Netflix’s best subscriber growth in three years helped send the stock soaring in after-hours trading.
Netflix’s blistering rate of growth continued in the fourth quarter of 2013. More than 2.3 million new American households signed up for the streaming service, its best quarterly performance in three years.
In international markets, including Canada and Latin America, the service gained another 1.7 million subscribers, allowing Netflix to surpass the 10 million mark overseas for the first time. Overall, Netflix ended 2013 with over 44 million members, the company said in its quarterly letter to shareholders Wednesday afternoon.
Neflix’s ( subscriber totals came in ahead of many estimates, causing the stock to rise sharply — about 16% — in after-hours trading. )
Netflix’s revenues were $1.2 billion in the quarter, up from $1.1 billion in the prior quarter, reflecting gains during the holiday season. Its net income was $48 million, up from $32 million.
Room for growth: For months now, there has been an active debate in media and investment circles about how big Netflix may or may not become. On Wednesday the company projected a gain of another 2.25 million subscribers in the U.S. and 1.6 million internationally in the first quarter of the year, which in both cases would improve on its first-quarter performance last year.
Related: Court strikes down net neutrality rules
In their letter, Netflix CEO Reed Hastings and Chief Financial Officer David Wells called that a “great outcome,” because even with 33 million members in the United States, the copmany still has “years of member growth ahead.”
They attributed the fourth quarter’s subscriber uptick to “service improvements, marketing effectiveness, and sales of Internet connected devices.”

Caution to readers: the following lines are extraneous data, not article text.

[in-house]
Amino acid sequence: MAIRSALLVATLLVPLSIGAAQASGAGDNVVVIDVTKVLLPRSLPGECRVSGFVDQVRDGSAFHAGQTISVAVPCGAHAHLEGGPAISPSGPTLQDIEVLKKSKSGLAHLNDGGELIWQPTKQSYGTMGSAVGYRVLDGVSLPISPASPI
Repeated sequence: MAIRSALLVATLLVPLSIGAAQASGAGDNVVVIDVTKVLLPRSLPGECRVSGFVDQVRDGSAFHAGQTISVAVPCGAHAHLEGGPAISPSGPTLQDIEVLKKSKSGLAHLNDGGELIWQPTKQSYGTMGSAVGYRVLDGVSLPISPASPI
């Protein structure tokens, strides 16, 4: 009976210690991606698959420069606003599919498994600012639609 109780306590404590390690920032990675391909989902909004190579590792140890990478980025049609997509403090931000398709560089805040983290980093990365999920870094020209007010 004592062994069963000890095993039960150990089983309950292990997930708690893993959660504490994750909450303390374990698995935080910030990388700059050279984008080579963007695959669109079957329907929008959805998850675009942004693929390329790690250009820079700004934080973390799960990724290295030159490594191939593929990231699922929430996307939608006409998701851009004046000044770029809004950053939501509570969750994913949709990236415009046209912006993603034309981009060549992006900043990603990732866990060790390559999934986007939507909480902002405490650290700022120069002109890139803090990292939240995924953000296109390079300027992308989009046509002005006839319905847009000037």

According to the company’s quarterly filings, the last time it gained more than 2.3 million American subscribers in a quarter was during the first quarter of 2011. Back then, it added 3.3 million subscribers, but the comparison is inexact because its streaming and DVD-by-mail services were still linked.
International expansion: Outside the United States, Netflix continued to operate at a loss due to expansion efforts, but it lost less in the fourth quarter — $57 million — than at any other time in 2013. The company projected that it’ll lose $42 million in the first quarter of this year.
Confirming the suspicions of some investors, Hastings and Wells said Netflix plans later to launch a “substantial” European expansion later this year.
“Our success this year in international net additions and shrinking contribution losses confirms our belief that there is a big international opportunity for Netflix,” they said.
New pricing strategy: The executives also updated shareholders on the company’s experiments with tiered pricing. Last spring, Netflix started to sell a $11.99 plan that allowed up to four family members to stream at the same time. More recently it started to test a $6.99 single-stream plan for new customers.
Related: Verizon bets on the future of television
Hastings said on a Wednesday afternoon conference call that Netflix is “probing around the edges” about the best pricing structure for the streaming service.
“We’re trying to figure out some models of good-better-best price tiering that make sense and provide some flexibility for our customers, at least for our new customers,” Hastings said.
He and Wells emphasized in their shareholders letter that they’re not in any hurry to raise prices or make other changes. They added that if the company does change the pricing structure, existing members would get “generous grandfathering of their existing plans and prices.”
That means the company appears to have learned from its Qwikster disaster, when it separated the DVD-by-mail and streaming services, in effect hiking prices dramatically for many customers. But the grandfathering strategy also means any future price hikes would result in “no material near-term revenue increase,” the company said.
Net neutrality: Wednesday’s shareholder letter also included Netflix’s first comments about net neutrality since a federal court ruled that the government doesn’t have the right to regulate how Internet service providers deliver websites like Netflix.
Hastings and Wells said that, in principle, an Internet service provider “can legally impede the video streams that members request from Netflix … to get Netflix to pay fees to stop this degradation.”
They indicated that they’d “vigorously protest” that if it happened, but predicted that it won’t because broadband providers “don’t want to galvanize government action” and do want to sell higher-priced, higher-bandwidth packages.